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Loneliness at university
Going to university can be the start of a whole new social life, but it can also be a lonely time. Loneliness comes from the gap between the social life you want and the social life you have. Any unplanned or unwanted alone time can leave you feeling lonely [1], particularly when you’re in a new place, away from all your familiar people. When you’re young and already going through a lot of upheaval, loneliness can be a powerful sensation. You’re trying to map out your future and your social world is rapidly changing. Your friends – even if they’re not be the same ones you had a few years ago – are becoming more important than ever before [1]. How does loneliness happen? The changes you are going through are often linked to some of the significant factors that can cause loneliness in young people: Changes in your social network. Becoming more independent from your parents and family. Exploring your identity [1]. As we grow up and start to figure out who we are, our social circles tend to shift from away from family, towards friends, perhaps because it’s easier to discuss the big issues with people in similar situations. When you leave home and go to university, you’ll be figuring out more about who you want to be. You may make new friends and start to let go of old ones, choosing to spend time with people who reflect your new interests and ambitions, people who can help you feel like you’re working towards the future you’ve just had your first glimpse of. This doesn’t mean that your family stops being important or that they leave your social circle entirely, but you might notice that the centre of your circle drifts closer to your friends. Transitional periods Feelings of loneliness can be exacerbated by any big life transition, including moving out of your family home and going away to study. A strong support network of close friends and family can help ease this pressure [2] but you may not always have access to this. If you’re going to university and you don’t know anyone, take advantage of the social activities on offer. Make plans to spend more time with the people you meet and seek out others who share your interests. And don’t go thinking you’ve got to rush to find a romantic partner to stop you from feeling lonely! Friendships can be just as good for you, boosting your self-esteem and mental wellbeing, and giving you all the benefits of intimacy and companionship that you’d get from a romantic partner [2]. The power of sharing One interesting way that you can deepen your sense of feeling socially connected is to share your possessions [3], which can be easily done in shared accommodation. As well as simple loans of things like books and clothes (if that’s your thing), there are a few other ways to think about sharing possessions. Setting up a TV or games console in a shared area means you and your housemates can enjoy it together. If one of you has a car, giving lifts is a good way to be helpful (in exchange for a contribution towards fuel, of course). Laptops and printers can be a handy loan for last-minute assignments. You can all save money by clubbing together for kitchen staples like salt, oil, teabags and washing up liquid. You can also save space by sharing kitchen equipment. If, say, one of you has a big frying pan and one of you has a colander, sharing these items can help you feel more connected – but do make sure you wash up afterwards! If you do lend and borrow possessions, be clear about what the boundaries are around when things are expected to be returned and in what condition. If you’re worried, a good rule is to avoid lending or borrowing anything that you can’t afford to replace.   References [1] Laursen, & Hartl. (2013). Understanding loneliness during adolescence: Developmental changes that increase the risk of perceived social isolation. Journal of Adolescence, 36(6), 1261-1268. [2] Lee, C., & Goldstein, S. (2016). Loneliness, Stress, and Social Support in Young Adulthood: Does the Source of Support Matter? Journal of Youth and Adolescence, 45(3), 568-580. [3] Gentina, E., Shrum, L., & Lowrey, J. (2018). Coping with Loneliness Through Materialism: Strategies Matter for Adolescent Development of Unethical Behaviors. Journal of Business Ethics, 152(1), 103-122.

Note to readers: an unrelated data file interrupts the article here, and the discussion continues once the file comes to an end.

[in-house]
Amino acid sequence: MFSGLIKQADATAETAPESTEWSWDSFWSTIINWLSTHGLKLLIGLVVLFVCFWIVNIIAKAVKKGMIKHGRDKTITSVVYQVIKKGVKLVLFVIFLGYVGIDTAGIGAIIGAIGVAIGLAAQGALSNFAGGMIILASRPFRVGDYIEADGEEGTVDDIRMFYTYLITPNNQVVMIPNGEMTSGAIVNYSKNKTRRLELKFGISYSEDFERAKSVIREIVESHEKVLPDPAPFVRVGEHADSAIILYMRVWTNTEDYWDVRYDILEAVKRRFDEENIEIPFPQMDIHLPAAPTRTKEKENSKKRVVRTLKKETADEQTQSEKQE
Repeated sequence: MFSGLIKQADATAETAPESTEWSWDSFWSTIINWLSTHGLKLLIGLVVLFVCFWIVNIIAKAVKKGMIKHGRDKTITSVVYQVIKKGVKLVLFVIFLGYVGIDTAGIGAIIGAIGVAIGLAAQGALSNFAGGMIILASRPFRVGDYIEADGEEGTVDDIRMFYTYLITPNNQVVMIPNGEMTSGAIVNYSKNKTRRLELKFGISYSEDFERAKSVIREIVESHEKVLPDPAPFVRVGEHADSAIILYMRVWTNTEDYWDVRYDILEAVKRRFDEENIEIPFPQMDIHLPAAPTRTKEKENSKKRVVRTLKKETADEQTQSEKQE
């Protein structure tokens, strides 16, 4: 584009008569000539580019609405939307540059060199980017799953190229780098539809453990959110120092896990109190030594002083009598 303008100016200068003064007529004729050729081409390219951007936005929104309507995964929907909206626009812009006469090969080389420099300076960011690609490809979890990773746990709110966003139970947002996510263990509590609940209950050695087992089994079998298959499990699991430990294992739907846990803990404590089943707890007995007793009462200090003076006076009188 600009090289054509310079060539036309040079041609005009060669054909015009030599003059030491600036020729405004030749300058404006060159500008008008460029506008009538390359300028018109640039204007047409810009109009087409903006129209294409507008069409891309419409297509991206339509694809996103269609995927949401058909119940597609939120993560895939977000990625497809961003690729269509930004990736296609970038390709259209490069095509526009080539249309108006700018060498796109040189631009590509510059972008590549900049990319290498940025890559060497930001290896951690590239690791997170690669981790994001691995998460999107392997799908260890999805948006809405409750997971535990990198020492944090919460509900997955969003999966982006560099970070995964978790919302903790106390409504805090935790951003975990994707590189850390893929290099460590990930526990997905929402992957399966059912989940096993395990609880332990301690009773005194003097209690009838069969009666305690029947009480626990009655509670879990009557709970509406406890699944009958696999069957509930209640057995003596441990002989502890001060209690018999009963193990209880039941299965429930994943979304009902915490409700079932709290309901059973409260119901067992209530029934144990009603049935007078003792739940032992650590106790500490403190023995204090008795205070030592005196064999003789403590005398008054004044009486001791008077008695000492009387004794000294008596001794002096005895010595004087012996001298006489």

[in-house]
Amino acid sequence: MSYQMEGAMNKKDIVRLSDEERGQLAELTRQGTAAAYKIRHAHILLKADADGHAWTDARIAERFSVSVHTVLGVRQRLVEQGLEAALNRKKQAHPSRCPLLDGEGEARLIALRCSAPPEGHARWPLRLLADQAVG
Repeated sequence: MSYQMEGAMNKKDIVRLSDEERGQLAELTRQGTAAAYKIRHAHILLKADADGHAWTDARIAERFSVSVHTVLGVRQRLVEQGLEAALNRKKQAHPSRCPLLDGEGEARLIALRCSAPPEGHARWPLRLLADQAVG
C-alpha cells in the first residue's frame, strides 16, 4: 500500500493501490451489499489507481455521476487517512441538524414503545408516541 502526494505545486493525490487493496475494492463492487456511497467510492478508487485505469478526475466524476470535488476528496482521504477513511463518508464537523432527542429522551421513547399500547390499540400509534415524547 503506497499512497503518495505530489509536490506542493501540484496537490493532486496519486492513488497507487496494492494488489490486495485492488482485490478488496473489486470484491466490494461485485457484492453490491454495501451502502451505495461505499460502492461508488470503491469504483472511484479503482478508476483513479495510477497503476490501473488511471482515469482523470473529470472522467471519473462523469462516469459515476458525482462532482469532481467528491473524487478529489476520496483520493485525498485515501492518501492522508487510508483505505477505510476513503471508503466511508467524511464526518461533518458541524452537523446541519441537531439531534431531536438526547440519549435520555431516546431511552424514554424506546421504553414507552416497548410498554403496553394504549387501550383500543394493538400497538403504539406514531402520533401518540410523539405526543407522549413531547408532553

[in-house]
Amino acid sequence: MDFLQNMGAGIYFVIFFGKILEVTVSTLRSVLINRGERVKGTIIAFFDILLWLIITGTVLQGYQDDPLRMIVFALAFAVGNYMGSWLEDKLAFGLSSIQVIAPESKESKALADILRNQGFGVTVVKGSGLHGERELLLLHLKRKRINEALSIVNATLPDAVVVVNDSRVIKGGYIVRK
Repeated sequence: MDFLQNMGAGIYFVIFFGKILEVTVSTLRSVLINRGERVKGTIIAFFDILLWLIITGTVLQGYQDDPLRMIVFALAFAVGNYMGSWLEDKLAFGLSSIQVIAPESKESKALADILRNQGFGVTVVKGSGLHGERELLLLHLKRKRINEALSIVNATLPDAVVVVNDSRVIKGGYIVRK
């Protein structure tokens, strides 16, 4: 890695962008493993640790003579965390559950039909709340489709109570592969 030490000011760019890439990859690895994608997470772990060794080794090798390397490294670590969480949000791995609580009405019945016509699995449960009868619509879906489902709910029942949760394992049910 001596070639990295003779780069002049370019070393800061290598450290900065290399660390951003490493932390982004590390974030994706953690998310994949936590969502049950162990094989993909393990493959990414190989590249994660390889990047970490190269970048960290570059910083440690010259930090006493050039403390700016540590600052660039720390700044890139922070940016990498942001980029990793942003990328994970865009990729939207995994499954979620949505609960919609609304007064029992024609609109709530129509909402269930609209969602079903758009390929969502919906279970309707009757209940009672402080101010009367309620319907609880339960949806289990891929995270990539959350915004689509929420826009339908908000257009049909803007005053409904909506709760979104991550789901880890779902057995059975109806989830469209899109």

Article | university, loneliness